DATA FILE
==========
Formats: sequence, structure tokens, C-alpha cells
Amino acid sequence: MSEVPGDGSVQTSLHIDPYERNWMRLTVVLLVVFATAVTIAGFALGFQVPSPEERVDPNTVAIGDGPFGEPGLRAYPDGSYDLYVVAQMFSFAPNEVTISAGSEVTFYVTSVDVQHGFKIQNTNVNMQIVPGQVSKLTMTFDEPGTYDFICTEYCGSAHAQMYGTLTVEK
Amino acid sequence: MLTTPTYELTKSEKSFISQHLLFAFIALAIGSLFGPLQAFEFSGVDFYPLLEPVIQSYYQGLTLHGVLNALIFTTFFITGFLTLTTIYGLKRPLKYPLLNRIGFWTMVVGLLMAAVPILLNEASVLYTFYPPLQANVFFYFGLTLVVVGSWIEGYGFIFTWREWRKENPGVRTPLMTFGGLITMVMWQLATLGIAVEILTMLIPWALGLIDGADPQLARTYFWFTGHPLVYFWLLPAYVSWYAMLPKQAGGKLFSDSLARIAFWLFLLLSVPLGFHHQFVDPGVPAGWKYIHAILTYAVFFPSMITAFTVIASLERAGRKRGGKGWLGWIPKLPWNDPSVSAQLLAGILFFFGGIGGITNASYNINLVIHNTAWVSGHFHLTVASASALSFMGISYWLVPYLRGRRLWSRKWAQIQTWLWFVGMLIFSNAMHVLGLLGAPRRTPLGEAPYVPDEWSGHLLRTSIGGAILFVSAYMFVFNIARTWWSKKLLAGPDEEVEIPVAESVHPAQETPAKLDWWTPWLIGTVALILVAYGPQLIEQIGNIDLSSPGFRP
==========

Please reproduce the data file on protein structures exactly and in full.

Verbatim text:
Formats: sequence, structure tokens, C-alpha cells
Amino acid sequence: MSEVPGDGSVQTSLHIDPYERNWMRLTVVLLVVFATAVTIAGFALGFQVPSPEERVDPNTVAIGDGPFGEPGLRAYPDGSYDLYVVAQMFSFAPNEVTISAGSEVTFYVTSVDVQHGFKIQNTNVNMQIVPGQVSKLTMTFDEPGTYDFICTEYCGSAHAQMYGTLTVEK
Amino acid sequence: MLTTPTYELTKSEKSFISQHLLFAFIALAIGSLFGPLQAFEFSGVDFYPLLEPVIQSYYQGLTLHGVLNALIFTTFFITGFLTLTTIYGLKRPLKYPLLNRIGFWTMVVGLLMAAVPILLNEASVLYTFYPPLQANVFFYFGLTLVVVGSWIEGYGFIFTWREWRKENPGVRTPLMTFGGLITMVMWQLATLGIAVEILTMLIPWALGLIDGADPQLARTYFWFTGHPLVYFWLLPAYVSWYAMLPKQAGGKLFSDSLARIAFWLFLLLSVPLGFHHQFVDPGVPAGWKYIHAILTYAVFFPSMITAFTVIASLERAGRKRGGKGWLGWIPKLPWNDPSVSAQLLAGILFFFGGIGGITNASYNINLVIHNTAWVSGHFHLTVASASALSFMGISYWLVPYLRGRRLWSRKWAQIQTWLWFVGMLIFSNAMHVLGLLGAPRRTPLGEAPYVPDEWSGHLLRTSIGGAILFVSAYMFVFNIARTWWSKKLLAGPDEEVEIPVAESVHPAQETPAKLDWWTPWLIGTVALILVAYGPQLIEQIGNIDLSSPGFRP